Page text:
The recent rainstorms wreaking havoc across Southern California are waking many people to the fact that floods are not just a nuisance, but that they can be dangerous and life-threatening. A recent study (open access) by researchers at UCLA suggests that climate change is doubling the odds of a megaflood in California that would cost $1 trillion, displace millions and submerge parts of Los Angeles and Sacramento. The scientists estimate that such a flood is likely within the next 40 years, or just over the lifetime of current residents.
This type of flooding can occur from a variety of causes, including dam or levee failures, and overflowing rivers and streams. It can also result from the overflowing of underground pipes and the bursting of street and drain catch basins designed to carry floodwater away from urban areas. Flooding can be local, affecting just a neighborhood or community, or very large, impacting entire river basins and multiple states. The risk of such a disaster is exacerbated by the fact that the development of land can reduce flood-control capacity. In addition, climate change is increasing the intensity and frequency of extreme rainfall events.
If you live in an area that is prone to flooding can LA flood, there are steps you can take to prepare for a flood. Keep materials such as sandbags, plastic sheeting and lumber on hand to help protect your home. Stay tuned to local TV and radio for announcements about hazardous conditions. If you must travel, be extremely cautious and do not drive around barricades that are there for your protection. A foot of water can float vehicles and could quickly sweep you off the road.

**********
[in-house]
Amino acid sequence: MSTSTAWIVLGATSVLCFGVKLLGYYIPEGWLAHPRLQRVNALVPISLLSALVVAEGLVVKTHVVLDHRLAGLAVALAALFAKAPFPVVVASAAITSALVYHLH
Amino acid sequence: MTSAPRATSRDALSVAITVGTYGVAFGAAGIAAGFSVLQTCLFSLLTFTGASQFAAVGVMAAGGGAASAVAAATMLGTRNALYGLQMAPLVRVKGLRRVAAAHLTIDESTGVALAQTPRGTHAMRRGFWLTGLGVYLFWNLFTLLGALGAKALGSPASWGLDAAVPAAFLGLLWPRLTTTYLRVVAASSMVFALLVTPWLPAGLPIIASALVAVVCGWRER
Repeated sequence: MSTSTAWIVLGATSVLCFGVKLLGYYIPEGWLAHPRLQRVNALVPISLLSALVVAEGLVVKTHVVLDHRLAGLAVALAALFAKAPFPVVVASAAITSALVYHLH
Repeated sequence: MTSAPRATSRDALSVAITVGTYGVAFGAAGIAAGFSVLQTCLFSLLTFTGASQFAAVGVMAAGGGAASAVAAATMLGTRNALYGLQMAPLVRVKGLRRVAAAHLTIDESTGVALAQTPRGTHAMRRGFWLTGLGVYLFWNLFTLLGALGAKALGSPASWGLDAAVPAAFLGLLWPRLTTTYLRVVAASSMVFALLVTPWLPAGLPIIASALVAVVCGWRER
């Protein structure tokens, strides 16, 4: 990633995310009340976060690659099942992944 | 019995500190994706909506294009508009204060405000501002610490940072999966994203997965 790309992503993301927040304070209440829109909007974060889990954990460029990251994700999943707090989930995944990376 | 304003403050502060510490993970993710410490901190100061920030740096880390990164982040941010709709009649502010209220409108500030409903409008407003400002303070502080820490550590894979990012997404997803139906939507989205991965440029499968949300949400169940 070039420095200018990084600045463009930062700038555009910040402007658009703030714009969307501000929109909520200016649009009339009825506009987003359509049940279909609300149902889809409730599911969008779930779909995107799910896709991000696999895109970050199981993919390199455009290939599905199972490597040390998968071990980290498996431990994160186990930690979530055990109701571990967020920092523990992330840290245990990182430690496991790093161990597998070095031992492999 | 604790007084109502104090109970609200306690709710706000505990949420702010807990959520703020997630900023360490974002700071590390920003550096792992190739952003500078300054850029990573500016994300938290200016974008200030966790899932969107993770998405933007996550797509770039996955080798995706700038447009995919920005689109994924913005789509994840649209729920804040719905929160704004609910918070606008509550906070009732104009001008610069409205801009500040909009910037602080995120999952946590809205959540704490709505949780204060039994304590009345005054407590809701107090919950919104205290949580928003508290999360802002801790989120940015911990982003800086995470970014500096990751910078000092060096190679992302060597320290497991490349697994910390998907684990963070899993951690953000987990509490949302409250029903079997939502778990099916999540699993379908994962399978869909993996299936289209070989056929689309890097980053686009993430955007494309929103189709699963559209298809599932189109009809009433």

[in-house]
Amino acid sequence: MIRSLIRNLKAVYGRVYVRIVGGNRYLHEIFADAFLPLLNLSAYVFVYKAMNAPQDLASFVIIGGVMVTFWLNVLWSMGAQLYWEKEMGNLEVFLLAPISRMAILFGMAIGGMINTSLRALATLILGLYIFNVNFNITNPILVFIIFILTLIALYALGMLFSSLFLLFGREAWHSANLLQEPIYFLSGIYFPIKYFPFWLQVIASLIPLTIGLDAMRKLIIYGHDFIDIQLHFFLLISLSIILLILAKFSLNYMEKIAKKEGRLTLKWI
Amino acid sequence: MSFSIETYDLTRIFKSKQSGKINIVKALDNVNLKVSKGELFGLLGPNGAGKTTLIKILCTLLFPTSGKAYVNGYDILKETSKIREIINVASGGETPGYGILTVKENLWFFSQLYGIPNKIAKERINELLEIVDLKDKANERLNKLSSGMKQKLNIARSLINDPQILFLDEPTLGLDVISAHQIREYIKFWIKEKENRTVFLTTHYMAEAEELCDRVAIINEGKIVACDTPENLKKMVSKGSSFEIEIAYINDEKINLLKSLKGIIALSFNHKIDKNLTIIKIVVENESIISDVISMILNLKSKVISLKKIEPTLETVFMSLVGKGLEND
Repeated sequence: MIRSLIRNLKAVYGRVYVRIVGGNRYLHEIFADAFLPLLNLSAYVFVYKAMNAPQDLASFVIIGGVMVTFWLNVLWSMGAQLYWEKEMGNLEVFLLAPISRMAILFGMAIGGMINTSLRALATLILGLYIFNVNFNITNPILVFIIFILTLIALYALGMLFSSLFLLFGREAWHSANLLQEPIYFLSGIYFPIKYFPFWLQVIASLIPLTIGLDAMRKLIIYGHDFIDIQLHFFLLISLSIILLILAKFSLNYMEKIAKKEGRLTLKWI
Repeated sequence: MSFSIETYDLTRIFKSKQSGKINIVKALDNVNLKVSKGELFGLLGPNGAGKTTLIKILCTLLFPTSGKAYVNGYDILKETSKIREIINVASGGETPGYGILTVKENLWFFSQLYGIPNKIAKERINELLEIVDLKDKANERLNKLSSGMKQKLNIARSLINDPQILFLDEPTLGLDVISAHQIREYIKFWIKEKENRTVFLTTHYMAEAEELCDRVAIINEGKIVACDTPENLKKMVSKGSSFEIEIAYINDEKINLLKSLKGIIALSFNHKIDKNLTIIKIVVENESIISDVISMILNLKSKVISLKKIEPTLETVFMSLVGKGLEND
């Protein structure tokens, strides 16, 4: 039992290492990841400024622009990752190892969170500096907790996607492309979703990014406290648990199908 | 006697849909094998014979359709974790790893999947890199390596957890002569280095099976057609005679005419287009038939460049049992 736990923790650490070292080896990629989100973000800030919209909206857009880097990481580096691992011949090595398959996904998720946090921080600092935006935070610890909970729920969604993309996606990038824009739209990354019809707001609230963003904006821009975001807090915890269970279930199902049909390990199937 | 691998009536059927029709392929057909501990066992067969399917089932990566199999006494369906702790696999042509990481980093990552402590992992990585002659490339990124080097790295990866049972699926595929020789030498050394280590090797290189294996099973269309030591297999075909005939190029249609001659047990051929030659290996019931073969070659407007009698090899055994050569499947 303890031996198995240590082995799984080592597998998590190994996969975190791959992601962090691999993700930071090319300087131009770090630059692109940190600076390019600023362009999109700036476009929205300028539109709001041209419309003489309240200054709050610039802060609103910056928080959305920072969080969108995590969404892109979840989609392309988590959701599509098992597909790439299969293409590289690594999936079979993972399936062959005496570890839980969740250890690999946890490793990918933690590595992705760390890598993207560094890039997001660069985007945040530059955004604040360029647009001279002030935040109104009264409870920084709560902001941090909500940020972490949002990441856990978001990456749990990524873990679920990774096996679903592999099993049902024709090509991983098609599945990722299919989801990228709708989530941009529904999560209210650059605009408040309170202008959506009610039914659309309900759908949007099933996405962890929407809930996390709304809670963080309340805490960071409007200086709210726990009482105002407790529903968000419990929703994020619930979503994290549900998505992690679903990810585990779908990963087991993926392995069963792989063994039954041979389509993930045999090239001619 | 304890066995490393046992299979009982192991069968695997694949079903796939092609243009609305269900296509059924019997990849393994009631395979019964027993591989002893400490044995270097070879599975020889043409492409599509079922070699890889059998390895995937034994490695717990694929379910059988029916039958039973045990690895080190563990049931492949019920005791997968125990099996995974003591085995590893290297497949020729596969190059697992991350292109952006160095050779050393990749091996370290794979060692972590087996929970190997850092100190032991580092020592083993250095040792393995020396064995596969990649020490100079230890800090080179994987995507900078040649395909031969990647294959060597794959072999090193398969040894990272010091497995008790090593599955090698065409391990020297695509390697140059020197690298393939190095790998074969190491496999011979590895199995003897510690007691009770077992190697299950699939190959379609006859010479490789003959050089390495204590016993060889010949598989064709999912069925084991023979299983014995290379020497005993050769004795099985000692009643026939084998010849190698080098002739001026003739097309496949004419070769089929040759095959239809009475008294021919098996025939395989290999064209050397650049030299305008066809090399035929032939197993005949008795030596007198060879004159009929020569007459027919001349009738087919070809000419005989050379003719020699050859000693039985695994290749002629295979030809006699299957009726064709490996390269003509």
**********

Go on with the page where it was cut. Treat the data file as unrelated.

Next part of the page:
A major flood can disrupt or even shut down utilities, emergency services, transportation and the economy, resulting in damage to property and loss of life. Approximately 105,574 properties in the City of Los Angeles are at a moderate risk for flooding and could be severely impacted within the next 30 years.
The most at-risk neighborhoods are clustered in the tangled jumble of urban neighborhoods intertwined with industrial zones that hug the Los Angeles River, which was excavated and lined with concrete 85 years ago to prevent flooding. But as the region grows and changes, so does the need for an updated river management strategy.
The new research, published in the journal Nature Sustainability, used an innovative computer flood modeling and mapping program called PRIMo to show in house-by-house detail the effects of a massive deluge on aging drainage systems throughout LA County. The UCI study team included UC Irvine scientists Jochen Schubert, Steven Davis and Daniel Kahl; grad student Nicola Ulibarri; and other university colleagues in Florida and Ohio.